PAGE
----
As a game about music, there’s also a rhythm mini-game that plays regularly, whether it’s during band practice, an impromptu home performance, or the big make-or-break audition and live gigs. It’s a little more accessible as you need only hold the left stick up, left, or right to catch incoming note icons, whereas actual timed presses are less frequent QTEs that feel more impactful, such as bringing both sticks down together to mimic power chords. Despite the band name, I’m not sure I’d classify any of the songs as earworms – they have more of a melancholic indie folk vibe – but it’s hard not to get swayed in the moment, carried wonderfully by Brigitte Naggar, who provides Fang’s singing vocals.
The game also playfully handles dialogue choices, which sometimes require a moment to parse as they aren’t always literally the response Fang gives – instead they reflect their state of mind. A moment that leaves them flustered, for instance, has dialogue boxes switching positions erratically, while other times the boxes are shaped differently to hint at the tone of the response, such as sharp angular edges for something biting and snarky (tellingly, an interaction with their younger overachieving brother Naser has all four responses with these boxes) while flames are a sign they’re probably going to lose their temper.
Another central story component is told through the group having the equivalent of Dungeons & Dragons sessions, temporarily transforming the game into a sort of role-playing visual novel with a different character art style, though I did wish the cast continued voicing themselves instead of being replaced by gibberish voices. These sequences perhaps go on longer than necessary but, just as many people found solace and connection in D&D during the pandemic, it provides the group a sense of comfort and a way to save the world through fantasy, while still reflecting bandmate and DM Reed’s own preoccupation with impending doom.
As the reality of the situation starts hitting home in the second half, you might expect things to get more chaotic and break down, yet there’s also an undercurrent of kindness permeating Goodbye Volcano High. For a game set in high school, it’s bereft of the stock bullies or cliques, with a strange focus on the mundane, such as college applications and assemblies. There are moments of despair as the school and businesses close, and some characters start lashing out at one another, but if you’re after a drama where the worst of times inevitably have people giving into their worst impulses, then that’s not what KO_OP is going for here. I feel that’s largely a decision to ensure this cast of queer, marginalised dinosaurs still have a safe space, to envision a utopian society even if an asteroid’s going to end it all.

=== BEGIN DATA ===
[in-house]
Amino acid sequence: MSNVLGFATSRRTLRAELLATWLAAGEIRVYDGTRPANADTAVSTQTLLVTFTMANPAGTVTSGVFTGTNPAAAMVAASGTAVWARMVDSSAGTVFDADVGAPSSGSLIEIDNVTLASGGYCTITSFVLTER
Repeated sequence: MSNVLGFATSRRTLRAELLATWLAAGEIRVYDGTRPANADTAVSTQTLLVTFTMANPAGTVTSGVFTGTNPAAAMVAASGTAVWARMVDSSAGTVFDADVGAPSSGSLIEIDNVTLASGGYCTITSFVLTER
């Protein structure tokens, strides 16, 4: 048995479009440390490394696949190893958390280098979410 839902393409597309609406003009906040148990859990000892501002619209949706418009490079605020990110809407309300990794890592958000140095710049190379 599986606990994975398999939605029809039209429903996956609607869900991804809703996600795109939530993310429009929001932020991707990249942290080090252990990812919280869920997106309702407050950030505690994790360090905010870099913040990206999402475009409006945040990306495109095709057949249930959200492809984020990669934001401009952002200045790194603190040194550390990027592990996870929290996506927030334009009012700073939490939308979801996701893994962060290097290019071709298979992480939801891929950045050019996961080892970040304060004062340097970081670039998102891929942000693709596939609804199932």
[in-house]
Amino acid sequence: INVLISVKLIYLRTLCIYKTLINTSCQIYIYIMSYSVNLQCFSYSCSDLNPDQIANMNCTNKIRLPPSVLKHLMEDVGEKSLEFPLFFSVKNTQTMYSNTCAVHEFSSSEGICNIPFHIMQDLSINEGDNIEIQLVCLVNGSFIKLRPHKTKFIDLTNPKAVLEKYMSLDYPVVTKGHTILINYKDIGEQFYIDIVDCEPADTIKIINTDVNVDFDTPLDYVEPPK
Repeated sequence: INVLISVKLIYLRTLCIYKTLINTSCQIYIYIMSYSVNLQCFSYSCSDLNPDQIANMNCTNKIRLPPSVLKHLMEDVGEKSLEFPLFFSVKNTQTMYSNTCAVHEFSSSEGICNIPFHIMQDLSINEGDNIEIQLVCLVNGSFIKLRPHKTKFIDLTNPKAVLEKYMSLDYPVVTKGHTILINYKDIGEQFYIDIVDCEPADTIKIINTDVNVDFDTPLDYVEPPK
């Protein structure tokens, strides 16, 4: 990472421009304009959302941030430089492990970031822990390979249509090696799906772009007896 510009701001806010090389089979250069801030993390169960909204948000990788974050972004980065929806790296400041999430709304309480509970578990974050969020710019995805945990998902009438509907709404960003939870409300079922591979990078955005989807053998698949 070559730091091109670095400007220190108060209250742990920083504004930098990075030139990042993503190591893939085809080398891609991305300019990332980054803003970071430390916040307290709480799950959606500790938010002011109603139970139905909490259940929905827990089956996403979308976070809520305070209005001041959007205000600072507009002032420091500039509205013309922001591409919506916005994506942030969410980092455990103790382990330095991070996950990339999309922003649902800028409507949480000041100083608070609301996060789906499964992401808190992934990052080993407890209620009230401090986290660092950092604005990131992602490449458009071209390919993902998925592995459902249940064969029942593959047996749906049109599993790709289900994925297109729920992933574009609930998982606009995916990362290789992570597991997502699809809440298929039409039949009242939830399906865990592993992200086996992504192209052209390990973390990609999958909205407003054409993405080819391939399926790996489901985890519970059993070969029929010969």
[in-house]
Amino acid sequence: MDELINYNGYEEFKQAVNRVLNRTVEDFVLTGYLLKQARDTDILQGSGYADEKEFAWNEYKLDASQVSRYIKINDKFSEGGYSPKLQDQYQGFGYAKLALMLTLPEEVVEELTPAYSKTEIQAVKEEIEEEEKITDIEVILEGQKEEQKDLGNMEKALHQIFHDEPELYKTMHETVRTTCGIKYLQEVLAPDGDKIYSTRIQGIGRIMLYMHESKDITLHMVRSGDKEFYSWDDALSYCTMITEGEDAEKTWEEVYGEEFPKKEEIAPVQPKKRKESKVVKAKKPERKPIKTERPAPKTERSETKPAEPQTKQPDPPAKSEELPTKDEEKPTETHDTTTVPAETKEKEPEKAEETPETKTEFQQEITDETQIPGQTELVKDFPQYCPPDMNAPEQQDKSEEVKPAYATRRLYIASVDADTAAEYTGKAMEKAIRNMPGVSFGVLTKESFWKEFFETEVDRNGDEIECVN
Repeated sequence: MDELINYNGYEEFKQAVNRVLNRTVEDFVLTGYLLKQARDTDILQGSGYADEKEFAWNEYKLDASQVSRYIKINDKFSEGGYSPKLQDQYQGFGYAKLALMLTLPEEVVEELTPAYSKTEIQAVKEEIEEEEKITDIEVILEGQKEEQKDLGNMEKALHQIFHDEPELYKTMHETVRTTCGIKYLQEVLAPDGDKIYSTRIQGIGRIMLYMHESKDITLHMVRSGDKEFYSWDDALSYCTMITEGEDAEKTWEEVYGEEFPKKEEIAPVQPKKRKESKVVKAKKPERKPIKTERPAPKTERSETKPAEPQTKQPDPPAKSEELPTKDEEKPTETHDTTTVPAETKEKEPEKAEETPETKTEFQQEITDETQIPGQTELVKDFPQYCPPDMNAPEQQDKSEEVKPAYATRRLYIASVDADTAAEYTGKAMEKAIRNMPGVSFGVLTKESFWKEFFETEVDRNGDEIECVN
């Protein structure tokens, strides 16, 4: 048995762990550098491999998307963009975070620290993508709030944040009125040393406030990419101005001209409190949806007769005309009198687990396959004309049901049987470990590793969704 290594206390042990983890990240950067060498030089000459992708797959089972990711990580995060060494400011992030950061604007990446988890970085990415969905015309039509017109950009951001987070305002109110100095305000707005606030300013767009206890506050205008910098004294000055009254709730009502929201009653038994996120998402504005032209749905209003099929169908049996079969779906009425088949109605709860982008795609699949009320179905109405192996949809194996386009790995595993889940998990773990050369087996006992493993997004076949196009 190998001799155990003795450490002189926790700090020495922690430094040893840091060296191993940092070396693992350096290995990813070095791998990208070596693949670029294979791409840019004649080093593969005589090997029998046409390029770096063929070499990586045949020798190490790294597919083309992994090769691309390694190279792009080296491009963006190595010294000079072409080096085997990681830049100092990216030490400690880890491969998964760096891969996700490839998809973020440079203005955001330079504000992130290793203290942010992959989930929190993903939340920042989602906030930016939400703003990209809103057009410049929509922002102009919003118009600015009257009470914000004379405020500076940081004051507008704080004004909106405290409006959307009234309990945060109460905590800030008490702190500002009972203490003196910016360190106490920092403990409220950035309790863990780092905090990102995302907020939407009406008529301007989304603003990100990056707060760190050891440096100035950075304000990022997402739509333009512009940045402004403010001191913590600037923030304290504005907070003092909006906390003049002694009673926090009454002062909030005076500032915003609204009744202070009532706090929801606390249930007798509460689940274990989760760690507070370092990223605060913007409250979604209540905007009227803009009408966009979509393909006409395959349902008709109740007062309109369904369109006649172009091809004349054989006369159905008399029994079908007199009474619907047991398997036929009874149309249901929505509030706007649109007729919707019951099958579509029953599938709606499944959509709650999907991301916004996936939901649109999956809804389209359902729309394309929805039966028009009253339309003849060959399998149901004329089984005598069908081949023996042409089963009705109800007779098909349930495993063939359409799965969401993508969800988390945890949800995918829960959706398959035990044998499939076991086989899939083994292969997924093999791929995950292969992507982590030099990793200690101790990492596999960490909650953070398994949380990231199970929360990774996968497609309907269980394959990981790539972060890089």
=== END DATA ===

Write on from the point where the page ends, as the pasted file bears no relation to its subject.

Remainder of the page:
So despite the world-ending premise, Goodbye Volcano High lacks grand stakes or huge decisions that demand great sacrifice. But hey, when you’re powerless to do anything to stop the end of the world, all you can do to paraphrase a character’s dying words in Shenmue – is keep friends and those you love close to you.
Representations of social media tend to be for exposition or poor satire in games, but the timeline of posts found in Goodbye Volcano High’s pause menu really does feel like what you might read when scrolling through a real app. That includes the unfiltered nature of posts, be it oversharing, petty discourse, or the default of joking about serious events. It’s authentically cringe, you might say.
With beautiful animation, winning performances, and playful interactions, this is both a timely and emotional story that’s not about saving the world but trying to do your best with the people you care about.